A is not the only one afraid to send her kids back. X is a teacher and mother of three, one of whom has severe, non-verbal Down’s syndrome. She says that since public health measures have been put in place over the last two years, her daughter – whose condition makes her especially vulnerable to lung and sinus infections – has been less sick than she has ever been in her life. X would rather her special needs child not get Omicron given the lack of research into how the variant will affect her morphology.
“She catches everything,” X says, knowing that when her sons, who attend regular elementary and high schools catch anything, her daughter will most likely get sick. Unlike other kids, her daughter cannot communicate symptoms like a sore throat, so her mother would only know to get her tested if she’s alerted by her school or shows visible signs of illness.
The child’s special needs also make it harder for her to address basic self-care, such as regularly drinking fluids so she doesn’t get dehydrated. That said, if given a choice between in-person schooling and online learning, X expresses distaste for online learning given the disastrous effect it has had on her sons’ mental health.
X is one of the few to propose an alternative to online learning and in-person schooling that the Quebec government seems to have willfully avoided considering: providing parents with homeschooling materials or even giving kids a break from schooling entirely, at least until the current wave passes.
“All this back and forth? What’s the point?” she asks, referring to the constant cycle of school closures and re-openings in response to the regular outbreaks in schools doing in person learning.
Carolyn Gehr, a high school math teacher with the English Montreal School Board, has concerns of her own, pointing out that there are currently no class bubbles in place, so you can have hundreds of unmasked kids in the hallways and cafeterias over lunchtime.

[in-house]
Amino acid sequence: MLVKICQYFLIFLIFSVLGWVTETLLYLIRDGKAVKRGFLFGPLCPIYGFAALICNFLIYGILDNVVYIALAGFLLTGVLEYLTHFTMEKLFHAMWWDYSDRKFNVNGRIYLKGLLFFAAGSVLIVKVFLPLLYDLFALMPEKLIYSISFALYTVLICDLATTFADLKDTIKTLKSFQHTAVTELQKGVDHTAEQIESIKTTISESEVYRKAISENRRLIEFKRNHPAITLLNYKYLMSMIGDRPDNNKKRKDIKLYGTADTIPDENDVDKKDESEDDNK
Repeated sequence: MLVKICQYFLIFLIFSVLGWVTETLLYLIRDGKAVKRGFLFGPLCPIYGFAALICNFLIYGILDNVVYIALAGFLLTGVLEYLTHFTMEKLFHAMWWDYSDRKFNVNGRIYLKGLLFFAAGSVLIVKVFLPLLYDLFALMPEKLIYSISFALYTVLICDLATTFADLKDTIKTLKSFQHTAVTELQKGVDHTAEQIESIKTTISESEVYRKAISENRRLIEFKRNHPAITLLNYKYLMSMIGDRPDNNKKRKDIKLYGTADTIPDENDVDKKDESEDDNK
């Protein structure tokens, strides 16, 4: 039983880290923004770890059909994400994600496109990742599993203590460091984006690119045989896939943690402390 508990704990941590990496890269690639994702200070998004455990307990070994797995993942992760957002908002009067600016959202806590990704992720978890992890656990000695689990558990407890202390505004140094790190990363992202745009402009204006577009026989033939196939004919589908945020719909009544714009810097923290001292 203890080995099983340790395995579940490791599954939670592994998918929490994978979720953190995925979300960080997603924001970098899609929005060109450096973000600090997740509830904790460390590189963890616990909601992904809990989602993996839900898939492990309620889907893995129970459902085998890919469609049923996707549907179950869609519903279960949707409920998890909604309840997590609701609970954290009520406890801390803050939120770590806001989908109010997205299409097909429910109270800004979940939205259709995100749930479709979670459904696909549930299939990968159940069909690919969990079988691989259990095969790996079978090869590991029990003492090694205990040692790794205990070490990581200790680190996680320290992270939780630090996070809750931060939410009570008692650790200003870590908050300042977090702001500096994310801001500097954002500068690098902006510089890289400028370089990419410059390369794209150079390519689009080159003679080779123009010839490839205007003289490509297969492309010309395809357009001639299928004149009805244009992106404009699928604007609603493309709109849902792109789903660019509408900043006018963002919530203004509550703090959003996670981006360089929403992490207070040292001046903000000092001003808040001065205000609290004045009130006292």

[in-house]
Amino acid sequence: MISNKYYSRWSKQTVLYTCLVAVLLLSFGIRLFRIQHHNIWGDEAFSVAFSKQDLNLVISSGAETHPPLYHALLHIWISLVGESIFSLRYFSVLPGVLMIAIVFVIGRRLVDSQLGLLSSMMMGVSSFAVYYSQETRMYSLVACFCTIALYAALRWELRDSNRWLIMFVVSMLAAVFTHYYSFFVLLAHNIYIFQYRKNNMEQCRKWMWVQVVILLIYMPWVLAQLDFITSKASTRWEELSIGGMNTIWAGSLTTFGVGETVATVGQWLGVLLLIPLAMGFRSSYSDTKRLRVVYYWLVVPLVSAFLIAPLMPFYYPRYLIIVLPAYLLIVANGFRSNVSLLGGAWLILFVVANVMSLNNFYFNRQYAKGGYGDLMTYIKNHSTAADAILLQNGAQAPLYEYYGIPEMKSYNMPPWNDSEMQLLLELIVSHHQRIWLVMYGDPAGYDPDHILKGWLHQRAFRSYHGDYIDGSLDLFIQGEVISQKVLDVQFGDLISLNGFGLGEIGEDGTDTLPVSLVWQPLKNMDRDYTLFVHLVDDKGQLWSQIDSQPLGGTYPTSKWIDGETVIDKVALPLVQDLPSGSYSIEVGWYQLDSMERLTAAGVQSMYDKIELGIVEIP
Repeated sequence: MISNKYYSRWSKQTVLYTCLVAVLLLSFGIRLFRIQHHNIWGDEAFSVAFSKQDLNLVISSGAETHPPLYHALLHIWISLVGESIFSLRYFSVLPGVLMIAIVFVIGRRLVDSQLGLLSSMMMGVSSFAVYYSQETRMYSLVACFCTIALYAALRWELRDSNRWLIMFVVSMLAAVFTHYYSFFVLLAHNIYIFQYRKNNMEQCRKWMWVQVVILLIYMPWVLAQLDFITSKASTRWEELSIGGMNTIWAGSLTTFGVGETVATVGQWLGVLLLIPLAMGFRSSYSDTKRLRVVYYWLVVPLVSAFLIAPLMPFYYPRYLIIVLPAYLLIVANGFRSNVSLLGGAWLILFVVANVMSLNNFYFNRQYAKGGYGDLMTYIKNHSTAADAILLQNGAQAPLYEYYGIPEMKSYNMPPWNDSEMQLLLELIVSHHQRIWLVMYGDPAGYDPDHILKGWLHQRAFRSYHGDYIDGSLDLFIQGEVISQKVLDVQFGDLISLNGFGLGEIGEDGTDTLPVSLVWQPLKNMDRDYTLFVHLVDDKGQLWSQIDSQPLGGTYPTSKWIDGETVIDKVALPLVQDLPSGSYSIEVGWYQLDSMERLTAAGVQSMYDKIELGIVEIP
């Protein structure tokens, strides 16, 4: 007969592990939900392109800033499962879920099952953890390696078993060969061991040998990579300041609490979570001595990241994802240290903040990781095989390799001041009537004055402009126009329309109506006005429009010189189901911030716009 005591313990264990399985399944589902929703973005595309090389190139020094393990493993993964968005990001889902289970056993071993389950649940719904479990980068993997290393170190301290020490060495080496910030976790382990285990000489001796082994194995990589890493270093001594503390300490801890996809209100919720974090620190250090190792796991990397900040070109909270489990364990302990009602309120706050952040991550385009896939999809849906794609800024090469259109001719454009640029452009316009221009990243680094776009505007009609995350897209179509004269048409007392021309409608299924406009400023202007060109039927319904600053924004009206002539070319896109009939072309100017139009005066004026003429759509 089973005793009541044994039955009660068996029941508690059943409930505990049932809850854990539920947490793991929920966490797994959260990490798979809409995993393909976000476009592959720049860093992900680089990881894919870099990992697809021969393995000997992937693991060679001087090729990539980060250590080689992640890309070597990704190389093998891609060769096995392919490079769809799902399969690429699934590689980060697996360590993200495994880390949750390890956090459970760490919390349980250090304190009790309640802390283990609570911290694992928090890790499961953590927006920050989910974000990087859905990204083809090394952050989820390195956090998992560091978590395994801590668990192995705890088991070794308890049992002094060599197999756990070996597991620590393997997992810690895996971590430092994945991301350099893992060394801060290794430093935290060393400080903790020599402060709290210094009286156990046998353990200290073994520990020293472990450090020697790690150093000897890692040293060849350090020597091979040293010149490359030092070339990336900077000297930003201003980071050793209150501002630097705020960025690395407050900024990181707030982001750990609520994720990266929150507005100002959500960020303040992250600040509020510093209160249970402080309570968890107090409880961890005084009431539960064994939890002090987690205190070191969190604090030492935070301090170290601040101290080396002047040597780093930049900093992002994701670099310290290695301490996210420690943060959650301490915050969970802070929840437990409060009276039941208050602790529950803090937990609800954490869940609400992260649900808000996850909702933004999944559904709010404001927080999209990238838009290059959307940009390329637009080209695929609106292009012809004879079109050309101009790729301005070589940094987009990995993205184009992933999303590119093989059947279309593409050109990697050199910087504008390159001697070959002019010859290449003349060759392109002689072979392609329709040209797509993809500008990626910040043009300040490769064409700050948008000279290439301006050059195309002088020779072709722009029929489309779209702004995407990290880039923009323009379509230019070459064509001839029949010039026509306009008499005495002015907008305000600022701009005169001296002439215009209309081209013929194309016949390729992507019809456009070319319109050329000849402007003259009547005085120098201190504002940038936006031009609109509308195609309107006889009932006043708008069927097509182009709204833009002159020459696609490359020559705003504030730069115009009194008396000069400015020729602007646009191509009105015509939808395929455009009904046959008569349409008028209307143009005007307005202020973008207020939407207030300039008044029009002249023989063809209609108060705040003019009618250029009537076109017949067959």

“It’s a disaster waiting to happen,” she says, adding that the government’s plan to call in parents to supervise classrooms when teachers are out with COVID cheapens the teaching profession, making them seem like “nothing more than glorified babysitters,”
“A” feels that none of the government’s decisions are based on the current science regarding COVID and the Omicron variant.
“It’s not a very good idea to send them back with even less rules about isolation and contacts. I won’t know if my kids have been in contact with a positive case and they could very well bring COVID to their aging grandparents, who despite being triple vaccinated, can still get severely ill,”
It’s no coincidence that this back to school plan will primarily affect working-aged adults while many wealthy Baby Boomers have the luxury of working from home or are retiring in droves and can therefore stay home safe from Omicron.
This is the not the first time the government’s COVID plan has put Gen X and younger generations in mortal danger either. Past vaccination campaigns that prioritized people with chronic illnesses with the over 65 camp, younger people with diseases such as diabetes that put them at a higher risk of developing complications from the virus were considered a lower priority for the COVID vaccine than Baby Boomers in perfect health. This is an issue that I raised on multiple occasions in interviews with CBC Radio last year.